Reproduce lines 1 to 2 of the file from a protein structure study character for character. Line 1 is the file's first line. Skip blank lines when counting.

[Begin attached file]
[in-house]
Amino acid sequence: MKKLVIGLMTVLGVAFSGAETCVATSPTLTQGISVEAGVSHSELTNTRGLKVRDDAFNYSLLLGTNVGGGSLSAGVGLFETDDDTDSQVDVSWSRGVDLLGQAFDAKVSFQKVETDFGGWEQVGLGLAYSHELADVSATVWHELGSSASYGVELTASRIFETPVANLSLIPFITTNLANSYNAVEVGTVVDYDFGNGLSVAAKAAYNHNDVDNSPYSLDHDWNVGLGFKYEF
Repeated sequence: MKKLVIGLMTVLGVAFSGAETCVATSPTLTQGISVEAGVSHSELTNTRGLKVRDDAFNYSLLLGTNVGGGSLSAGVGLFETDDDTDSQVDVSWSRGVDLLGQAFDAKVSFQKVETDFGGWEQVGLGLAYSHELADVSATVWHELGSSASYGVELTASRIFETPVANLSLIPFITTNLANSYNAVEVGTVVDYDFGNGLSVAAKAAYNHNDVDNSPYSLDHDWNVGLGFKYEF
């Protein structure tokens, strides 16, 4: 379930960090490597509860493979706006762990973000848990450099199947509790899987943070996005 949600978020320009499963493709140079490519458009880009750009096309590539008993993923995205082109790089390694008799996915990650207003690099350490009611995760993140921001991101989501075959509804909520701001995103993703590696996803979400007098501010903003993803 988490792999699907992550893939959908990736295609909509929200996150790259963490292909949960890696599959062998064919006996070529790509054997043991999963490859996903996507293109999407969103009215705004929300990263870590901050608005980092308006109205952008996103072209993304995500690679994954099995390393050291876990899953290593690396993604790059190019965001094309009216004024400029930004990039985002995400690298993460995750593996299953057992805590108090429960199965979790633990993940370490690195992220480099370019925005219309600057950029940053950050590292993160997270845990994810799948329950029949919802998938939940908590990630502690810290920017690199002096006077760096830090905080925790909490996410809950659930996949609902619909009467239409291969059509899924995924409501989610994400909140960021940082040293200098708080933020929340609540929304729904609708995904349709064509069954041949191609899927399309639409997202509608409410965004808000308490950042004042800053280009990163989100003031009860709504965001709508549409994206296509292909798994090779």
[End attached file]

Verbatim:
[in-house]
Amino acid sequence: MKKLVIGLMTVLGVAFSGAETCVATSPTLTQGISVEAGVSHSELTNTRGLKVRDDAFNYSLLLGTNVGGGSLSAGVGLFETDDDTDSQVDVSWSRGVDLLGQAFDAKVSFQKVETDFGGWEQVGLGLAYSHELADVSATVWHELGSSASYGVELTASRIFETPVANLSLIPFITTNLANSYNAVEVGTVVDYDFGNGLSVAAKAAYNHNDVDNSPYSLDHDWNVGLGFKYEF